EU chief negotiator Michel Barnier
Jiri Payne told express.co.uk in an interview that the Frenchman is not “negotiating to reach with an agreement” and that EU member states are trying to “punish” Britain.
The eurosceptic, a libertarian politician and nuclear physicist, said his country needs a good trade deal with the UK and faces 20,000 job losses in the event of a no deal Brexit.
Mr Payne, who was a top advisor to the last Czech president Václav Klaus before becoming an MEP this year, also warned eurocrats that if they do not change course they will face more exit votes.
In an interview with this website he said the EU’s phased negotiating approach, whereby citizens’ rights, the Brexit bill and Ireland must be solved before trade talks, is a wrecking tactic.
Czech MEP Jiri Payne
He said: “To start with the most difficult issues is a bad strategy. Any negotiator who wants to reach an agreement starts with the simple issues and goes step by step to the more complicated ones.
“The strategy we are viewing goes the opposite way. That’s why I am convinced the Commission does not want to reach any agreement, just to show every exit will be punished.
“Many politicians are afraid of other exits. The first primitive emotion is to punish, revenge. But it seems the Commission must be very helpless to deal with Brexit like that.”
He was especially scathing of the bloc’s chief negotiator, concluding: “The pragmatic solution would be to immediately replace Mr Barnier with a much more generous negotiator.”
The Frenchman’s hands are tightly tied by the mandate he was given by the 27 EU member states earlier this year, although some of his rhetoric on Brexit has antagonised the British side.
And Mr Payne said the EU elite’s natural reflex to “punish” Britain for leaving the bloc will backfire, saying he had seem a similar sentiment when Czechoslovakia split in two 20 years ago.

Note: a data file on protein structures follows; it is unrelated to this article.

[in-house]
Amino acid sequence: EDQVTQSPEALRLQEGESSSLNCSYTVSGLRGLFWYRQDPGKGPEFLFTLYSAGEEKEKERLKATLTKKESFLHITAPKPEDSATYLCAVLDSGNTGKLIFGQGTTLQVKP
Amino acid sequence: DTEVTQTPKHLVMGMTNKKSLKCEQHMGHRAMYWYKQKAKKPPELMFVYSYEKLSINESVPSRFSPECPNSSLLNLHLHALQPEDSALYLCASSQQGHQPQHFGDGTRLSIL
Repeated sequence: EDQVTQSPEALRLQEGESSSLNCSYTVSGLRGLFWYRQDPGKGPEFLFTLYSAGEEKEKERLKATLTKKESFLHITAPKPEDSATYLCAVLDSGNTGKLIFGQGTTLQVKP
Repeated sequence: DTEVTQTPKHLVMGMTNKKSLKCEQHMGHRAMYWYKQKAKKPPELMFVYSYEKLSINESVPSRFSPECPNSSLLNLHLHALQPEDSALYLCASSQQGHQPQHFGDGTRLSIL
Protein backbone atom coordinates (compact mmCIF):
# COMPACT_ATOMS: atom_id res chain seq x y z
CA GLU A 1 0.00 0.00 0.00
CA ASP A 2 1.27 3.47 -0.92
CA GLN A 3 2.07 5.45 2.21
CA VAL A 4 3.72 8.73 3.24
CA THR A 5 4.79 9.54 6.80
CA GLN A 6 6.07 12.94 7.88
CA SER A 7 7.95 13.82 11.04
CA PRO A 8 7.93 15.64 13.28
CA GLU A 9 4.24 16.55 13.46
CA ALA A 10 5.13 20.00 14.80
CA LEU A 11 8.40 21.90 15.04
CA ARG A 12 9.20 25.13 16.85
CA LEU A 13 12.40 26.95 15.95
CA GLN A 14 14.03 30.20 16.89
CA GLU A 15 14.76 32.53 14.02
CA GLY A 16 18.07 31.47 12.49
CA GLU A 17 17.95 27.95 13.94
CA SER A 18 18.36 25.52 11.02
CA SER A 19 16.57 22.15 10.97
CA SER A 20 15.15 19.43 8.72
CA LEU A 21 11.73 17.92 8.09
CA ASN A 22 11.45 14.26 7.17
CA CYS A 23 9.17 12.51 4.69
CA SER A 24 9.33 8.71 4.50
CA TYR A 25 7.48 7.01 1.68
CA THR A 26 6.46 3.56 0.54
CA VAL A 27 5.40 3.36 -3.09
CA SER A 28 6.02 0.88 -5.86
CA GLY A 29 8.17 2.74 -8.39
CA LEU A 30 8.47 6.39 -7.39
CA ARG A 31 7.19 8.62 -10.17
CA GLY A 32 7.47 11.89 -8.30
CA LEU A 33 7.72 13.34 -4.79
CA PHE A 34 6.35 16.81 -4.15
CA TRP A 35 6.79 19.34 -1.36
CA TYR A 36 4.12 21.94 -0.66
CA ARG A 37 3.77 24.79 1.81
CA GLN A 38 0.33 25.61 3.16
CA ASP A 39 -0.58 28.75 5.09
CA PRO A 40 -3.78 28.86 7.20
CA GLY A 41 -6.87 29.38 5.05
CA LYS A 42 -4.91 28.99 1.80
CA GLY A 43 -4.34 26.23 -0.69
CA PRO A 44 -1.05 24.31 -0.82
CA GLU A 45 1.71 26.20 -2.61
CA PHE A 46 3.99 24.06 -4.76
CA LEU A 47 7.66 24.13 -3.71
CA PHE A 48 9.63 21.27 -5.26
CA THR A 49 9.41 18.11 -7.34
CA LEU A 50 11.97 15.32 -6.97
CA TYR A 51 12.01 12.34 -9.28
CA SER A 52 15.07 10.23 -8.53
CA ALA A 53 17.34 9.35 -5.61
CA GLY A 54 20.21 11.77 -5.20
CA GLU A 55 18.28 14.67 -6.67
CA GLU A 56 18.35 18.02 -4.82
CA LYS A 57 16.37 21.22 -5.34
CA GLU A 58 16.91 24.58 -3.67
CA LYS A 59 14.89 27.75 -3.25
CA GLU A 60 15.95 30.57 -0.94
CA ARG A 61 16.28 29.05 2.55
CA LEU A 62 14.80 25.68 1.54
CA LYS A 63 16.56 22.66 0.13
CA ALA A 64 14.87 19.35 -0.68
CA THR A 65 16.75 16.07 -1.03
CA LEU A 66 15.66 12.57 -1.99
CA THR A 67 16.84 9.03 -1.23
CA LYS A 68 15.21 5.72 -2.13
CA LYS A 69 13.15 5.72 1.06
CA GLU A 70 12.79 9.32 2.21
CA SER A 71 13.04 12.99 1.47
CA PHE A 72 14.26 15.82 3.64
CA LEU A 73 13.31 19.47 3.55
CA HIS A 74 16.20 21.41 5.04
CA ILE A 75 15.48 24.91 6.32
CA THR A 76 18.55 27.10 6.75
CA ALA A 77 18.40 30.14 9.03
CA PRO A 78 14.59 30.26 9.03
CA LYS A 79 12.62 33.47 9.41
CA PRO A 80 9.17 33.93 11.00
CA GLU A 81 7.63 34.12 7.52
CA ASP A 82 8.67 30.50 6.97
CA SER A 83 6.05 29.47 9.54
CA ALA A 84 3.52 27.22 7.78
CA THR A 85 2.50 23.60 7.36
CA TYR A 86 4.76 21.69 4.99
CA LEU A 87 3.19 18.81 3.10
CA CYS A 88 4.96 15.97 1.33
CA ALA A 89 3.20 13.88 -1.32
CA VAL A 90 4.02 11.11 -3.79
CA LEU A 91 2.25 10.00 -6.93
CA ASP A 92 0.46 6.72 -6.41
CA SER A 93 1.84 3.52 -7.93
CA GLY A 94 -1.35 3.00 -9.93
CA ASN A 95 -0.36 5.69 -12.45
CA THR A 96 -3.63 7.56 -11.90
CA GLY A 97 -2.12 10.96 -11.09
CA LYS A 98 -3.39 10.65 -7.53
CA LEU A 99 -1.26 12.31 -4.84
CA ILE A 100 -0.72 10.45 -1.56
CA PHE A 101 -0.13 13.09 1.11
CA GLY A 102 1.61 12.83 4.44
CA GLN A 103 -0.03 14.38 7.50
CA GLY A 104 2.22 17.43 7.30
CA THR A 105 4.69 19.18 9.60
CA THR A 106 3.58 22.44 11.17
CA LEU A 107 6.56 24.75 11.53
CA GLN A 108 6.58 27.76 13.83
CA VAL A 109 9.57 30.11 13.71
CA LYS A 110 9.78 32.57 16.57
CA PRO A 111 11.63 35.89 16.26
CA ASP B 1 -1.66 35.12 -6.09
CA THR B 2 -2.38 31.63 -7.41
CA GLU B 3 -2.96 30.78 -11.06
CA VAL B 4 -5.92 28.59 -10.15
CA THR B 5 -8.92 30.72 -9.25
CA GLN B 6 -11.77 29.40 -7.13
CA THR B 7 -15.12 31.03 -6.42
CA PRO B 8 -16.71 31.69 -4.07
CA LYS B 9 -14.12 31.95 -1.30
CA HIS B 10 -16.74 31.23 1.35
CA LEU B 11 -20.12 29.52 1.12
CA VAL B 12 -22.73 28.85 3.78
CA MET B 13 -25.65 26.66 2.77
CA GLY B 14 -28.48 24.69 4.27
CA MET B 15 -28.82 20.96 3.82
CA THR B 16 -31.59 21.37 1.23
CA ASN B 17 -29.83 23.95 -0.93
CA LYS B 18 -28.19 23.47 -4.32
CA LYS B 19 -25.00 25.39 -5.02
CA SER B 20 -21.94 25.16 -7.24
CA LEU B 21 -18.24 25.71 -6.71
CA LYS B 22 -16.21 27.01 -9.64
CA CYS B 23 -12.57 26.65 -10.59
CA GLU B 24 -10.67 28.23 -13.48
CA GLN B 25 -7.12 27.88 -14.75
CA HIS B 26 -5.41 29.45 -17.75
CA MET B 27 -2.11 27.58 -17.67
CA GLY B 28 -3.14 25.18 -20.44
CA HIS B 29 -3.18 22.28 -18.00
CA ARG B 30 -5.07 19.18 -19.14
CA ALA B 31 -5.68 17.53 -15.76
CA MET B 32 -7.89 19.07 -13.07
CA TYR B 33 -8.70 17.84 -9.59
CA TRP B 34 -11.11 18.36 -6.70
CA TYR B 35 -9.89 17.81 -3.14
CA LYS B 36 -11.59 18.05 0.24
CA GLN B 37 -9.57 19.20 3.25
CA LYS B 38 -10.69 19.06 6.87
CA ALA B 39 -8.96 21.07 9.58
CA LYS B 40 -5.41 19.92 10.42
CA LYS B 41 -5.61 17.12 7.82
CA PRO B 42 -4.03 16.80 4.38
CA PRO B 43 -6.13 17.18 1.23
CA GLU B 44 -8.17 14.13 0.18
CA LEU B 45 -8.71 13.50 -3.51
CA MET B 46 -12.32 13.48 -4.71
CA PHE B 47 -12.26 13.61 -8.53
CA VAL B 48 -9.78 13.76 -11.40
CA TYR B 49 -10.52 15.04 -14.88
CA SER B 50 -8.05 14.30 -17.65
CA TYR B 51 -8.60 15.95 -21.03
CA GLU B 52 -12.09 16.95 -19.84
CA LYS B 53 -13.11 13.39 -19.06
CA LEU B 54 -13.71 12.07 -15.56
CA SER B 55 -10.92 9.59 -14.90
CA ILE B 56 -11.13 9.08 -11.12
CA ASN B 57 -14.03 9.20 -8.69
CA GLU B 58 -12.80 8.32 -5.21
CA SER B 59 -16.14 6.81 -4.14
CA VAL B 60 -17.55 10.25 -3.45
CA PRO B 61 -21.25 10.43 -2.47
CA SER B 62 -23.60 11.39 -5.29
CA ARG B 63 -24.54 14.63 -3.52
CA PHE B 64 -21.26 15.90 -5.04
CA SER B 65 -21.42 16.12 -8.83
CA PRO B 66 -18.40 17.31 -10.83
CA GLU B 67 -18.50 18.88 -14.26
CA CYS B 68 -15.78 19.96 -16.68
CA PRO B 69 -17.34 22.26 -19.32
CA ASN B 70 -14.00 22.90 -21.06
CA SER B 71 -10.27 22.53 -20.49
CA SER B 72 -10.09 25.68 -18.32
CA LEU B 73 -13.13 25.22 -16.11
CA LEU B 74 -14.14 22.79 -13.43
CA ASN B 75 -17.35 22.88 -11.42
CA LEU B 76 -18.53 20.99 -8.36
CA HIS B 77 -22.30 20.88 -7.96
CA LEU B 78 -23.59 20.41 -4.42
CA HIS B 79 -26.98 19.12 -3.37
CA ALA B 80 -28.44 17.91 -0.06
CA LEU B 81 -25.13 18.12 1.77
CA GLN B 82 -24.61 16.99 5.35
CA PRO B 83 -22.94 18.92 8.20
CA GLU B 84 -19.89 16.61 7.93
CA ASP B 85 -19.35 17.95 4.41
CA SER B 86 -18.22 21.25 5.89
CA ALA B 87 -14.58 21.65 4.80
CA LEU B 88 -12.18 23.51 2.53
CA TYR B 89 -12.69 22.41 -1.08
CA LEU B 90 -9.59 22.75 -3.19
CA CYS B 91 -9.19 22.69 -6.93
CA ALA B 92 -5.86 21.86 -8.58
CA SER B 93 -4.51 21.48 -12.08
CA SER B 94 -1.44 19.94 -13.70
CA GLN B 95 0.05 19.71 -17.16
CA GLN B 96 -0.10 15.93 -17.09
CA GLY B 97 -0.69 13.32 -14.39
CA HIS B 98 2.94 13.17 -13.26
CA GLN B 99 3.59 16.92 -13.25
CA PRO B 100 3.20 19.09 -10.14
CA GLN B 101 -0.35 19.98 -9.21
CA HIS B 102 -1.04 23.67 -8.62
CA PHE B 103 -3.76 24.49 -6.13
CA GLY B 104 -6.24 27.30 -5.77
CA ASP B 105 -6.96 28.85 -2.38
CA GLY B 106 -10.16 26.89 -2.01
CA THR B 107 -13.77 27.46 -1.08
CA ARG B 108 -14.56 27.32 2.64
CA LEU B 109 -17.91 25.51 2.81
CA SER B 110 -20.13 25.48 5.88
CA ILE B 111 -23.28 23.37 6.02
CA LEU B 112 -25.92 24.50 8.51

He said: “I remember that feeling exactly from our story of the division of Czechoslovakia. I was at that time the chairman of the Foreign Affairs Committee.
“The second attitude was we want to have good relations 20 years later, so we need much more patience and generosity. And today it is clear both in the Czech Republic as well as in Slovakia – that was a right decision.”
Many politicians are afraid of other exits
Mr Payne said reaching a good trade agreement with the UK is a “routine job” and said it “must be the interest of the Commission to reach it” given the fact the EU exports more to Britain than vice-versa.
He warned: “EU is closing the Single Market more and more to itself. For the UK it will be easier to accommodate its economy from Single Market to free markets.
“I do not understand the strategy. Two months before next elections to the European Parliament, to present to voters a completely non-successful negotiation?
“It will influence the decision of voters. Thus it will harm not only economic, but political interests as well.”
The Czech MEP said the EU’s demands that Britain pay a huge Brexit bill of £50 billion or more are not reasonable and said two years is “enough time” to change the bloc’s budget to reflect the UK’s departure.
He questioned: “In the case, lets say the Czech Republic would leave the EU, will the EU pay all contributions and subsidies promised to Czech Republic by the common budget even if it will be not a member? Certainly not.”
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Mr Payne also warned the EU that his homeland, which recently elected a new eurosceptic leader in the form of billionaire businessman populist Andrej Babis, could be the next to quit the bloc.
He called on European nations to consider a new form of cooperation to replace the existing European structure, which he branded undemocratic and incapable of reforming itself.
The Czech MEP said the direction the bloc is heading in under Emmanuel Macron, with further federalisation and centralisation of power in Brussels will make it “much less democratic” still.
He said: “In the present time the Czech Republic is the most Eurosceptic nation in the EU, even more than the Brits. Something must happen. And to have another five or 10 exits could be extremely complicated.
“And to invent any scenario how to make EU more democratic is impossible. For decades politicians have declared the necessity to reform the institutions of the EU, but no one is capable to draft any such reform. Theoretically it is not possible.
“The only way is to replace the EU with some other concept of cooperation. It means to replace the Lisbon Treaty by some other system. I wish to start discussion on other alternatives how to cooperate among European countries without the EU.”